When I close my eyes and try to silence my mind, negative thoughts set up a clamor. I get involved with them and I am entrapped. How many of us feel like this?
Swami Satyananda answers this question for us. He says that when one takes a purgative, there is diarrhea. In the same way when one meditates on God or your chosen deity, all the suppressed and hidden thoughts surface. One has to do nothing about it. One has to be indifferent to them as their objective is to entangle one again. One’s mind wanders ceaselessly in the hour one keeps aside for sadhana and one thinks that it is pointless to practice.
The positive energy of the Guru
However, one’s support is one’s Guru. The Guru is a human being, and he is imperfect like us all. When one places one’s faith in one’s Guru then one is lead to the deity within one. It is easy to carp at the Guru and find flaws in his/her personality. One finds flaws in even Rama, and Krishna. The Guru is not affected by the criticism. Only the disciple experiences a sense of loss. The word is Shraddha, which means positive energy which comes from deep within a person, shaping her/his life and world. This Shraddha guides us and it is the ultimate weapon of spirituality.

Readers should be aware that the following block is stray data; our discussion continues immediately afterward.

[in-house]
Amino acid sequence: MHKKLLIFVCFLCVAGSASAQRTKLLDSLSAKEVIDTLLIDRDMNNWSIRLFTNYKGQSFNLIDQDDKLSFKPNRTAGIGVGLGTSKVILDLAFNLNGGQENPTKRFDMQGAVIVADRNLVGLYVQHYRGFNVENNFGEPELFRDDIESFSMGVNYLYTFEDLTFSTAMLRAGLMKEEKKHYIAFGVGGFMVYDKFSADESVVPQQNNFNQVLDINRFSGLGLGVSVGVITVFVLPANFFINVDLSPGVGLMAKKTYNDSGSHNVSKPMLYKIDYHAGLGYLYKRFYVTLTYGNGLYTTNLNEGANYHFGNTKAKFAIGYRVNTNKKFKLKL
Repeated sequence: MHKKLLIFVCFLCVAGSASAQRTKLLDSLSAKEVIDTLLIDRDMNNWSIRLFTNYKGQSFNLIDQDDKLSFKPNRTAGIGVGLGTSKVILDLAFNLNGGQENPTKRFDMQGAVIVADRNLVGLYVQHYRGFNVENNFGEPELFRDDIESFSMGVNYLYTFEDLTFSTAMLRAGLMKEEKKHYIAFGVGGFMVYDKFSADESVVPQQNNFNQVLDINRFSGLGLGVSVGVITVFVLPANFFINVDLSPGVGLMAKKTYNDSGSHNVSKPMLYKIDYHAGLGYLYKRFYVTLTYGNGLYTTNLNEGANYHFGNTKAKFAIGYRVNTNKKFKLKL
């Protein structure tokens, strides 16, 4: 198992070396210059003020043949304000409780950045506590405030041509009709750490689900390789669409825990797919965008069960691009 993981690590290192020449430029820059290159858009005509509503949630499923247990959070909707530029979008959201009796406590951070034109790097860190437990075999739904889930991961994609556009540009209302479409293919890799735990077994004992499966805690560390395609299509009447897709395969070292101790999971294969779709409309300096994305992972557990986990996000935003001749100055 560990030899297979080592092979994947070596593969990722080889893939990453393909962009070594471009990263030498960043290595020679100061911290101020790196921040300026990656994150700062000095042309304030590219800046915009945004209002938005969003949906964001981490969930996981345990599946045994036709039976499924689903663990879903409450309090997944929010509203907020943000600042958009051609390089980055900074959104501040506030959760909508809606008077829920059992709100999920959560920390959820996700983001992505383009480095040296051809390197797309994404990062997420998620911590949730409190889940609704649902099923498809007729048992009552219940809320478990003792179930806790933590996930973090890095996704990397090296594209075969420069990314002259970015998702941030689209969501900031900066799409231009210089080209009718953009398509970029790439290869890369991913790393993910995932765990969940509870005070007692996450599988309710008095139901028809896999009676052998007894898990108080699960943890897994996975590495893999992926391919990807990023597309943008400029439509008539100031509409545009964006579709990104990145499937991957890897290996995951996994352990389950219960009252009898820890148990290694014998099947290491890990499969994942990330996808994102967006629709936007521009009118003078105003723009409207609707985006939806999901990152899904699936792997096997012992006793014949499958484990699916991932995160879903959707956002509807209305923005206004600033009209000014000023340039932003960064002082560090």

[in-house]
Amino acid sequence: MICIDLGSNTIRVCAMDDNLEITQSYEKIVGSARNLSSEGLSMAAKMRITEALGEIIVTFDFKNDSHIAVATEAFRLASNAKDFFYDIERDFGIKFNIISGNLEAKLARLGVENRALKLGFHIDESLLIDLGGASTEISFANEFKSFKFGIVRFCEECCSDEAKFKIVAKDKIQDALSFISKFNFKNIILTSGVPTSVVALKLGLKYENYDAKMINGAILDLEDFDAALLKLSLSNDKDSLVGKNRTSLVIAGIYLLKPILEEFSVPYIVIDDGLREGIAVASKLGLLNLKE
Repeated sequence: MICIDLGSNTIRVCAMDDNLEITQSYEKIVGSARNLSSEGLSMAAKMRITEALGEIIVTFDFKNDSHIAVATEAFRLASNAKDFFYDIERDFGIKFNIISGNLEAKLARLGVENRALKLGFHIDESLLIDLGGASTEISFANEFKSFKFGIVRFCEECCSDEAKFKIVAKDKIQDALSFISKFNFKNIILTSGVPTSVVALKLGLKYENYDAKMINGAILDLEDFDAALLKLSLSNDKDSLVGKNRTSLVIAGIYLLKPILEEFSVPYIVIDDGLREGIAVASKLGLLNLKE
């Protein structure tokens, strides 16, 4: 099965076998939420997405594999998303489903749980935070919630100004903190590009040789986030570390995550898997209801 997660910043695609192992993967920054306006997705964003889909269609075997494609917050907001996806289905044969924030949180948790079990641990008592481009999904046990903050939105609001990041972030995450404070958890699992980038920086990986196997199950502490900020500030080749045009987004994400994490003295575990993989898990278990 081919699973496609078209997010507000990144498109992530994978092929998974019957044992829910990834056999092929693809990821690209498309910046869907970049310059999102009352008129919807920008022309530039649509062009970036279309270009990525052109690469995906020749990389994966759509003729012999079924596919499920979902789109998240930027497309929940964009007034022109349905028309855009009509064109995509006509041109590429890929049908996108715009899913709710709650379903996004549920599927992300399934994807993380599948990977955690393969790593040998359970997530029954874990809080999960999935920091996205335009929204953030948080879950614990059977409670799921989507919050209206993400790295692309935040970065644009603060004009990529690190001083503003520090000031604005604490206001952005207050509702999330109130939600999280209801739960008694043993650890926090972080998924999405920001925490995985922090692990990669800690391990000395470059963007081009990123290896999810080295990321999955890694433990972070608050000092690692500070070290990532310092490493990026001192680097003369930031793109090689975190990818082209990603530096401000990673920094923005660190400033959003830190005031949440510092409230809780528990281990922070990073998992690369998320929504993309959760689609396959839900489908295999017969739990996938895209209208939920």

There is an ancient saying, “Why did the betel leaf get spoilt, why did the horse get stranded and why did the disciple get waylaid?” All this happened because they were not turned inside out and upside down. The Guru must keep prodding his/her disciples and the disciples must listen to the Guru.
Swamiji is my Guru and he is Polaris (North Star) in my life. Polaris is described as being in the same location, every night from dusk to dawn unlike other stars in the sky. It neither rises nor sets.
A Guru does not speak to his disciples, or advise them. He points the way. The path for us is the path of daily Sadhana with Shraddha.
Aim Hrim Klim